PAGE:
In lieu of an abstract, here is a brief excerpt of the content:

  • Upon What Authority Might We Teach Morality?
  • John D. Lyons (bio)

A couple of years ago, a student at the University of Virginia told me about an incident that occurred in an English course she had taken. Towards the end of the semester, in a large lecture course taught by a professor she described only as “highly p.c.,” a woman student stood up, interrupting the lecture, and shouted “I’m not going to take any more of this shit!” At which, according to my student, the class burst into applause. I can’t vouch for the accuracy of this account, and I am happy not to know in what instructor’s course this incident is supposed to have taken place, but the story has stayed with me as one vision of the [End Page 155] “culture wars” said to be convulsing American colleges and universities. My student source for this anecdote made it clear that her fellow students in the course in question were objecting to what can variously be called the ideological or the political or simply the “p.c.” viewpoint of the faculty member, and that this viewpoint was the problem. It seemed to me, however, that the problem was elsewhere, in a shared failure of the faculty member, the students, and probably the university as a whole.

I thought of this anecdote in reading Professor Mearsheimer’s description of a university where the faculty promotes critical thinking, avoids teaching truth as such, and refrains from giving students guidance in “sorting out” ethical issues. In some ways the university he describes strikes me as a wonderful place, though very atypical of American higher education. But does Mearsheimer give an accurate view of the elite colleges and universities which are comparable to Chicago?

It looks to me as if the university, and particularly the faculty, is today more involved, collectively, in providing moral guidance to students than at any time in the last century. This involvement has led to much of the criticism of college teachers by the mass media and by students such as those in the English course I mentioned above. Frequently, however, the issues that occasion this criticism are not described as moral ones but rather as political. In the classical tradition of Plato and Aristotle, ethics and politics are inseparable, but today both faculty members and non-academic critics of the faculty seem to prefer the term “political”—whether it be in the positive context of creating “political awareness” or the negative one of carrying out “political indoctrination.” Yet even with the emphasis on “politics” much of faculty’s commitment to ethical guidance for students occupies the traditional focus of Anglo-American morality: the ethics of pleasure, or sex and “substances.”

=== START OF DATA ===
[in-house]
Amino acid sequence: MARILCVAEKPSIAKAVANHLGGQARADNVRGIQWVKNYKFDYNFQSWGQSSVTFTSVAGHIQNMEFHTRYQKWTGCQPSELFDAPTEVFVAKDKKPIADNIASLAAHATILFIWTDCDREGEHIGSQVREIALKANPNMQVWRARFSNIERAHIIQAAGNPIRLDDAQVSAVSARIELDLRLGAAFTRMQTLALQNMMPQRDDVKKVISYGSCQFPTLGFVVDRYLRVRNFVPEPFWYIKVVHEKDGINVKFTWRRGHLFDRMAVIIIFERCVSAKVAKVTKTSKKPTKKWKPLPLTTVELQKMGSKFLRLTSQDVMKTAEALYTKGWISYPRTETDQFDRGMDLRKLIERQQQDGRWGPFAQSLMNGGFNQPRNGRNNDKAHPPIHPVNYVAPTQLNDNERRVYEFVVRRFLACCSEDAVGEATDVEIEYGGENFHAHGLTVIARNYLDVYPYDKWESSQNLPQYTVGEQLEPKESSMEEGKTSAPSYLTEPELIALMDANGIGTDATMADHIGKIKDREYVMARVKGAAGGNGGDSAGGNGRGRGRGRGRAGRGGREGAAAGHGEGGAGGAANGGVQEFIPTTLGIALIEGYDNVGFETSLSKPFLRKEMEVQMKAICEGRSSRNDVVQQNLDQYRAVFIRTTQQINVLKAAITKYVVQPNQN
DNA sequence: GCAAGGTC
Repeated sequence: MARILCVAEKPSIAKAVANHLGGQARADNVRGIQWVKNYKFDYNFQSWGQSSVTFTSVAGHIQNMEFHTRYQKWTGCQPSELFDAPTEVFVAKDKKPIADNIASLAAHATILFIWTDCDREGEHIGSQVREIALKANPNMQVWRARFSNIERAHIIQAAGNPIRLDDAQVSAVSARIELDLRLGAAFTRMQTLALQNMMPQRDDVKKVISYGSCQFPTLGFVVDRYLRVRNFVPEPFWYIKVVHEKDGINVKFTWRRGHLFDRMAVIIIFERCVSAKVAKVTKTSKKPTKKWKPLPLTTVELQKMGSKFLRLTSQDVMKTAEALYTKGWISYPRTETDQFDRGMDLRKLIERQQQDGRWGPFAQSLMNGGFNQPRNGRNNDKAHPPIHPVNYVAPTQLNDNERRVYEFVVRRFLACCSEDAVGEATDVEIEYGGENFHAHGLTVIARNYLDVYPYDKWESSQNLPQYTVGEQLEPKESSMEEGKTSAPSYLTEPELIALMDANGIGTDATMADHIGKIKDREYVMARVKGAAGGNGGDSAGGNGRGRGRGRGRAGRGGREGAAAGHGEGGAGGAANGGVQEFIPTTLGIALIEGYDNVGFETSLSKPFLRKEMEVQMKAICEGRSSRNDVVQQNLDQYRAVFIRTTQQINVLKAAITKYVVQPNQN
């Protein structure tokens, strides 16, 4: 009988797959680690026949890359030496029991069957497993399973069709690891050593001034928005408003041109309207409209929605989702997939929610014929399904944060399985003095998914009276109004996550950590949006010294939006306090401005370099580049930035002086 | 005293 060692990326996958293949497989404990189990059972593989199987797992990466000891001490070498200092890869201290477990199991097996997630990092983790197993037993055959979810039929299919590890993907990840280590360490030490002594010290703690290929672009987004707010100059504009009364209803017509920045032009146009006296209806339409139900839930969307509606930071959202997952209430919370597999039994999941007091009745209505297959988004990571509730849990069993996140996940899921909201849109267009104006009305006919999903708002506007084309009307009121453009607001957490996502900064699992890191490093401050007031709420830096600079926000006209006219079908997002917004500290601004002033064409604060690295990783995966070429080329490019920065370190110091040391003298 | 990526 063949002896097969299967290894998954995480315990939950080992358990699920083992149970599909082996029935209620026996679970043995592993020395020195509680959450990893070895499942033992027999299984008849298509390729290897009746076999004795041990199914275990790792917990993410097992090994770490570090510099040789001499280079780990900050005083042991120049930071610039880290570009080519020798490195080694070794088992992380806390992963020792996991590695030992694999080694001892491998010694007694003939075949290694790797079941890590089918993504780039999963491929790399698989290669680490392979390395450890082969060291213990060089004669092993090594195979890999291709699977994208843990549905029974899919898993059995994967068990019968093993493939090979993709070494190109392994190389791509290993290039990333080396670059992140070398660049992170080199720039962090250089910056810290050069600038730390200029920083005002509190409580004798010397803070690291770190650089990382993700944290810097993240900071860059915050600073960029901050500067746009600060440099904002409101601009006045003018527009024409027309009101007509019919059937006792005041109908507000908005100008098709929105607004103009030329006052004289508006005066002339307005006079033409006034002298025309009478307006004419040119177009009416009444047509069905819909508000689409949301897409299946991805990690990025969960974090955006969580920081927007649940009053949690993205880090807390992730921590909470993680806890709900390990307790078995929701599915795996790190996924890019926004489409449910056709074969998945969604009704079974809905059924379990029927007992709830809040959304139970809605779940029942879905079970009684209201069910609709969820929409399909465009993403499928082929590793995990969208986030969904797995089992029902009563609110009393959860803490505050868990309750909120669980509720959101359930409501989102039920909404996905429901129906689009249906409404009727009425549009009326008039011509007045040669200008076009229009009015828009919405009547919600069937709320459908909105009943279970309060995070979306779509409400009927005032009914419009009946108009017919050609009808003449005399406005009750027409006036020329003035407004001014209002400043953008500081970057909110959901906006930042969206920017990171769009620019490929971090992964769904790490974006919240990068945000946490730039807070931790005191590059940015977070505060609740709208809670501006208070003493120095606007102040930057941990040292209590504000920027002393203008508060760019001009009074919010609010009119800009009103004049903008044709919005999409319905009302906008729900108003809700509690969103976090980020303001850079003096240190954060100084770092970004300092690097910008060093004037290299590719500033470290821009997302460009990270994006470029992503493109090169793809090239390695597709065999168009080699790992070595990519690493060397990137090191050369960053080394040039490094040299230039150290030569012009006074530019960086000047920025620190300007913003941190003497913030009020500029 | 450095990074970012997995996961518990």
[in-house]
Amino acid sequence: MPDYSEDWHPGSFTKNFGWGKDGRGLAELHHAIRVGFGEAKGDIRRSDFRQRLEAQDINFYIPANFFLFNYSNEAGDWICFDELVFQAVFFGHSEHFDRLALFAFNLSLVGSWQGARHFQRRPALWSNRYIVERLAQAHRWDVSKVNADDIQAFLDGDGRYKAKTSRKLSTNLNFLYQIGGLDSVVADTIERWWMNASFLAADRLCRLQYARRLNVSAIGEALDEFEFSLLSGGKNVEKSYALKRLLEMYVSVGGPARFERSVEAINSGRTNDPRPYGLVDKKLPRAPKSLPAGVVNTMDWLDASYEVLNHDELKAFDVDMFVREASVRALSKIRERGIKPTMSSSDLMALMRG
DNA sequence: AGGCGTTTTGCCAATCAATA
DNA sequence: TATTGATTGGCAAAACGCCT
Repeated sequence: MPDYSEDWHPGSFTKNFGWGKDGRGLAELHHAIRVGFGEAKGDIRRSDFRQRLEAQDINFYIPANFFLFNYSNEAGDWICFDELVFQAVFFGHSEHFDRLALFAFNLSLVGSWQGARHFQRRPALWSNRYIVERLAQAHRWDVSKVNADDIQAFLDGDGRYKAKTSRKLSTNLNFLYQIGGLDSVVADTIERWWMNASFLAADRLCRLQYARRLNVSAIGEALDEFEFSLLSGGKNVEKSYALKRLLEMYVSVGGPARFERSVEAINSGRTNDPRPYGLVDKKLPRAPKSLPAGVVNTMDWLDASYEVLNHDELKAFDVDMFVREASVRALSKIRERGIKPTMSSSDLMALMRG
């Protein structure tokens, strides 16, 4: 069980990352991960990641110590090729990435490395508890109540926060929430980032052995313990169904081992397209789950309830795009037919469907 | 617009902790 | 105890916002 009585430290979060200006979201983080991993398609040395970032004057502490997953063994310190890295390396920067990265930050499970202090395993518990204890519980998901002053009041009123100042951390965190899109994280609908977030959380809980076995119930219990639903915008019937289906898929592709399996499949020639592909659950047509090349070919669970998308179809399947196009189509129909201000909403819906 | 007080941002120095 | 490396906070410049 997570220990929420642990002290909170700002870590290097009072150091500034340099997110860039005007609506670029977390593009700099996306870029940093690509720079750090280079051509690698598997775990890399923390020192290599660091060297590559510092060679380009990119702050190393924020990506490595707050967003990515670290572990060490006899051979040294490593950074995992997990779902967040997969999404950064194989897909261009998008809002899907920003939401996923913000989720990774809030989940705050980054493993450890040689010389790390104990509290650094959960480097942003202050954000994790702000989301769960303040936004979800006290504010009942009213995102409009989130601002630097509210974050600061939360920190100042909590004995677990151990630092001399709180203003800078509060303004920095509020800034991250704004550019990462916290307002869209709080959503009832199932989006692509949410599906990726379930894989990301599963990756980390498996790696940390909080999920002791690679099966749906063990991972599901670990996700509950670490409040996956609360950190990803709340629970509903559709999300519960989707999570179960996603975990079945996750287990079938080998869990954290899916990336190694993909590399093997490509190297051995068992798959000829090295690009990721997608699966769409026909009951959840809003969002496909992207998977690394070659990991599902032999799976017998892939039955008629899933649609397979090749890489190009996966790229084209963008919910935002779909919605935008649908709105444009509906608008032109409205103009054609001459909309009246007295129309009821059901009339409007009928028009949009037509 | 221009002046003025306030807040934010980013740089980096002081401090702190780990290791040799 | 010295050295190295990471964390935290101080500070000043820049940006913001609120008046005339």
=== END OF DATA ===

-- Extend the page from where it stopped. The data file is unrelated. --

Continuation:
Faculty members have been vocally engaged in promoting and administering rules of conduct for students and for faculty members in their contact with students. At the University of Virginia, the faculty debated and voted a policy on amorous relations between students and instructors (not merely sexual conduct), a policy that offered moral guidance to students as well as to the faculty. Faculty members have been active as a group in promoting speech codes at Stanford, Wisconsin, and Pennsylvania. At many universities (Brown being a recent and publicized example), faculty and students have been active [End Page 156] in enforcing the university’s rules of sexual contact between students. Faculty members, largely inspired and led by feminists, seem, in the 1980’s and 1990’s, to be reversing the movement of the early- and mid-twentieth century which had assigned “student life” to specialized administrators.

It is in the broader sense of morality, however, not only the practical and often local regulation of conduct but the formation of links between belief or value and a generalizable set of precepts—the domain so often today called “politics”—that the faculty’s activity is most pervasive. Here Mearsheimer’s vision of the University of Chicago seems most divergent from what I take to be the norm. The 1990s have witnessed a number of conferences on ethics in higher education, the most important of which, at least in terms of its institutional sponsors (sixteen scholarly or professional...

Additional Information

Print ISSN
pp. 155-160
Launched on MUSE
Open Access
Back To Top

This website uses cookies to ensure you get the best experience on our website. Without cookies your experience may not be seamless.